The reason I had flown from England over (probably) shark infested waters to stay in Norman Mailer's former home was simple, after Mailer's death in 2007 the Mailer Center was set up to encourage and nurture new writers. Since 2009 the Mailer Center has been running a writer's colony in Norman's old house offering writing seminars and tuition as well as awarding annual prizes to the writers they feel deserving. Three years ago British GQ became involved and offered a prize for British student writing, which is where I unexpectedly came in.
Finding out I had won the GQ Norman Mailer Award 2012 had been a gigantic surprise and as I explored Mailer's huge and empty old house on that first day, the scope of the prize was only just sinking in. I had won a month at Norman's home with all expenses paid. A month in which I didn't have to worry about paying the rent in some tiny East London flat, or finding another internship. It was a month in which all I had to do was write.
The award itself provides a huge boost to young writers, letting you know that during all those years of writing alone in your bedroom, you were doing something right. It's nothing if not encouraging. However, the opportunity to have free time to write is the part that will perhaps make the most difference to a recent graduate beginning the hunt for a real job.
Now, two weeks into my month away, I have finished a novel and have begun editing a second. Often I get up when the sun wakes me and cycle around the sand dunes before returning to the house and setting up shop at Norman's bar overlooking the bay. Once established there with a cup of green tea I attempt to work for four or five hours and sometimes I manage to be productive. Other times my mind wanders and I stare out over the bay, looking for sharks.
Follow Tom Ward on Twitter: www.twitter.com/RenegadeViper
Alphabet City · 2012-02-01
Olivia Cole [British GQ]
Keith Richards Wins Mailer Award · 2011-11-04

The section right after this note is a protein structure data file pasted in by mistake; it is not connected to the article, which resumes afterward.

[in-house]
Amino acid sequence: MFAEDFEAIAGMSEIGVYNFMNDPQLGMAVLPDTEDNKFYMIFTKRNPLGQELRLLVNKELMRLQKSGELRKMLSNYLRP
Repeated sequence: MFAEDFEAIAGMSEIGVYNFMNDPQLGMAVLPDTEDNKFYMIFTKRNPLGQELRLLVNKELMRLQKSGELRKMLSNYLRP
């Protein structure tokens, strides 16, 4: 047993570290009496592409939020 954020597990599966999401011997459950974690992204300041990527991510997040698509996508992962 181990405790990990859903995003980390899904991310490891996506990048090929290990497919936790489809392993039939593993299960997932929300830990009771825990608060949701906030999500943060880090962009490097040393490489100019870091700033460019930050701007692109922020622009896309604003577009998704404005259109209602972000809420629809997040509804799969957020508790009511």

Allison Yarrow [The Daily Beast]
Keith Richards is most famous for his music and one-time drug use. Now his poetic side will be feted with a prestigious literary award.
When Bill Clinton turned 60, The Rolling Stones played his birthday party and Martin Scorsese lit New York’s Beacon Theater bright as day to immortalize the event in documentary form. Now, it’s Clinton’s turn to honor the Stones’ guitarist, songwriter and sometime singer Keith Richards, and not for his peerless contributions to music.
On Nov. 8, The Norman Mailer Center will fete writers, both famous and not, at a gala at the Mandarin Oriental Hotel in New York. Richards and his co-author James Fox will receive the prize for Distinguished Biography for Richards’s 2010 memoir, Life. The unorthodox nature of Fox’s and Richards’s collaboration has been documented—Richards insisted on blaring music during their interviews, and once a draft was finished, Fox read each page to Richards out loud. Fox recalled Richards’s natural ear for prose and Richards unveiled the burdens of his difficult childhood.
A rock music bad boy turned poet may seem an oddball choice for a highbrow literary accolade, but to the selection committee, it’s a pick that makes perfect sense. Not unlike the National Book Foundation’s honoring punk godmother Patti Smith and her memoir Just Kids with one of its coveted yearly awards, the Mailer Center is banking that celebrating Richards will get attention.
“We want to make people aware that great literature and fine work exist not only in the Pulitzer Prize, but in pop culture,” said Lawrence Schiller, who co-founded the center in 2008 with Mailer’s widow, Norris Church Mailer, who died in November last year.